Two Toed Amphiuma

Week 27th May – 2nd June 2013

How did you do with this weeks “Mystery Creature”? A few correct answers… it was a two toed Amphiuma!

photo credit: brian.gratwicke via photopin cc
photo credit: brian.gratwicke via photopin cc
The two toed Amphiuma (Amphiuma means) is a snake like salamander found primarily in Southern USA.  They are often (incorrectly) called conger eel, congo eel or congo snake. It has four short legs with two toes on each which appear to serve no purpose.  These creatures can grow up to one metre in length and are nocturnal, feeding usually on small fish, snails, small salamanders, small frogs and even some snakes.  They tend to live in acidic waters in swampy areas.
The Amphiuma has a very slimy skin which make them very difficult to handle.  They do not pose any chemical (poisonous) threat to humans but can harm physically as they have a very fast sharp bite, with a double row of razor sharp teeth.  They are also thought to generate suction to draw in their prey.  Typical of salamanders they do not have a tongue, but unlike other salamanders they are not mute, but instead are know to make a whistle type sound.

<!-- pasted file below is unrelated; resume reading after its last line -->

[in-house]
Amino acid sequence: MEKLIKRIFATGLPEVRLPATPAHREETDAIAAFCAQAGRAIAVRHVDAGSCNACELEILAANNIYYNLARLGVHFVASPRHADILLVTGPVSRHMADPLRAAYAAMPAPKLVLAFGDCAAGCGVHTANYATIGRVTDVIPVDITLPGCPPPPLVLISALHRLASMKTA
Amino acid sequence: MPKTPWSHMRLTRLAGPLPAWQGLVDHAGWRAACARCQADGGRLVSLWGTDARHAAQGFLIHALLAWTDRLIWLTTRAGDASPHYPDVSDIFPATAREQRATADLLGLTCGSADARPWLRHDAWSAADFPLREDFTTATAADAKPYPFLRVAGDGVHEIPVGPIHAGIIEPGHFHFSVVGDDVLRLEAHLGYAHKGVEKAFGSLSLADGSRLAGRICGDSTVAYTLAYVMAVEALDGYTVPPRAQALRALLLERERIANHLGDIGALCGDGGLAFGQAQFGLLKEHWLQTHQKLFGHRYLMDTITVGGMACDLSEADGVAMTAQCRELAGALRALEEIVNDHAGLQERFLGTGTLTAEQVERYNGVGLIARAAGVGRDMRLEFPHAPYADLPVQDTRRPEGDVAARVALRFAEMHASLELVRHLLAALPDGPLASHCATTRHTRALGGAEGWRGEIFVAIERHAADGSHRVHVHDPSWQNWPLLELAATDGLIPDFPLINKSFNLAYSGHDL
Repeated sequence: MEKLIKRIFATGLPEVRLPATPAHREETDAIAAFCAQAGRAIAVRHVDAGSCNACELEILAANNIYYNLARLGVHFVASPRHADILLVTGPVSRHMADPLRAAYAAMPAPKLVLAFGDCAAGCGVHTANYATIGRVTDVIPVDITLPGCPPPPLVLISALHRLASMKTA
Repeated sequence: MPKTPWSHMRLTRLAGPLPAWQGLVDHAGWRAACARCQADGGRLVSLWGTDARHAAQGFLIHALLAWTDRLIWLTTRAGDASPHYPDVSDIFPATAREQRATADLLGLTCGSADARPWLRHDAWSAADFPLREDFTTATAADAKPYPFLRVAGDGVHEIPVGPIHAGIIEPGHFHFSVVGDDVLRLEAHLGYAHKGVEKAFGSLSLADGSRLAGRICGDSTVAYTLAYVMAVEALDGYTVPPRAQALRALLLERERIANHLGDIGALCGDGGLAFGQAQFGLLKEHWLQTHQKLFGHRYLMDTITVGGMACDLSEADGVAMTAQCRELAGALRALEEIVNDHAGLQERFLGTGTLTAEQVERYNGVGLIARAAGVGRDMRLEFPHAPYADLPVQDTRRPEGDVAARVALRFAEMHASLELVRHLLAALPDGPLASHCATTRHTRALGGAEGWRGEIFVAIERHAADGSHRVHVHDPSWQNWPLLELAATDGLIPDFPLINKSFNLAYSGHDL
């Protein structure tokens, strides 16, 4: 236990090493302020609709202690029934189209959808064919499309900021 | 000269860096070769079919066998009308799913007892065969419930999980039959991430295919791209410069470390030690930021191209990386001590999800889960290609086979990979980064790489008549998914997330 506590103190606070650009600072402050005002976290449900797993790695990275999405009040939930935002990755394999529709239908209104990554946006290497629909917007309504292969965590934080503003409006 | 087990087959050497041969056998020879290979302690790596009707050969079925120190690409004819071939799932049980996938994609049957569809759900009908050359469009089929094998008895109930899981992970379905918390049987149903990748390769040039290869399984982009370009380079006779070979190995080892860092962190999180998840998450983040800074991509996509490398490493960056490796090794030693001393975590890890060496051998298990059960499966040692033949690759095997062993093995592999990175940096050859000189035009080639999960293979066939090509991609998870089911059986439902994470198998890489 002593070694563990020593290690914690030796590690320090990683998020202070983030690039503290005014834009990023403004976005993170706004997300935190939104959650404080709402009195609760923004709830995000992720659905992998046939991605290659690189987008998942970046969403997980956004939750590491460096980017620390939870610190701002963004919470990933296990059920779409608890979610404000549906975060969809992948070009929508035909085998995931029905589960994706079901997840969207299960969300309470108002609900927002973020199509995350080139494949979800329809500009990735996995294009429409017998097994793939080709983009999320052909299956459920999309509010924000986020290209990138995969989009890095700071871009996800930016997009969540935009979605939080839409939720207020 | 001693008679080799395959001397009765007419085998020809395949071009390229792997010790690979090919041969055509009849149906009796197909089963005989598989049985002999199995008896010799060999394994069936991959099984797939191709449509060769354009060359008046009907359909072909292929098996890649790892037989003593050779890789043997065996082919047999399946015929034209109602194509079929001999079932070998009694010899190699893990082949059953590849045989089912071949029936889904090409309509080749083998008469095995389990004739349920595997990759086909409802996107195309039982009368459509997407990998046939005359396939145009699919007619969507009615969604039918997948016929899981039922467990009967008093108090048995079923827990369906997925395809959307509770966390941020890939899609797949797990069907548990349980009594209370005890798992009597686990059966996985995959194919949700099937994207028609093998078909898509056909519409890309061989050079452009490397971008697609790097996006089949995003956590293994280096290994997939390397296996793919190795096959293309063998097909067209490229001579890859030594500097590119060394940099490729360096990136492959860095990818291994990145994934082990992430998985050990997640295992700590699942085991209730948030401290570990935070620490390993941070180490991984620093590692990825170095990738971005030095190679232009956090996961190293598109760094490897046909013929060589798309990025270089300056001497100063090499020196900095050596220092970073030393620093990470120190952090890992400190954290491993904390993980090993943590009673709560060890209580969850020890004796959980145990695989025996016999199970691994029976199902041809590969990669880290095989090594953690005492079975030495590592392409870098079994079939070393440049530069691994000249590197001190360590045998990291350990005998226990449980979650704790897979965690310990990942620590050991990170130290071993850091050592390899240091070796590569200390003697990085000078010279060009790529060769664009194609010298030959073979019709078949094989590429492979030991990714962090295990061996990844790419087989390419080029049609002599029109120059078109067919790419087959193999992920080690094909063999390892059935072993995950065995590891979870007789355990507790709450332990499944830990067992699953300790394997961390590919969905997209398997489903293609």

The female lays up to  as many as 150 to 200 eggs, laid in a long string and then coils around them to incubate them for almost five months (20 weeks), until the young hatch.


Science blogger and writer; Owner of Dr. How's Science Wows; Mother of three junior scientists who have taught me that to be a great scientist you need to look at life through the eyes of a child!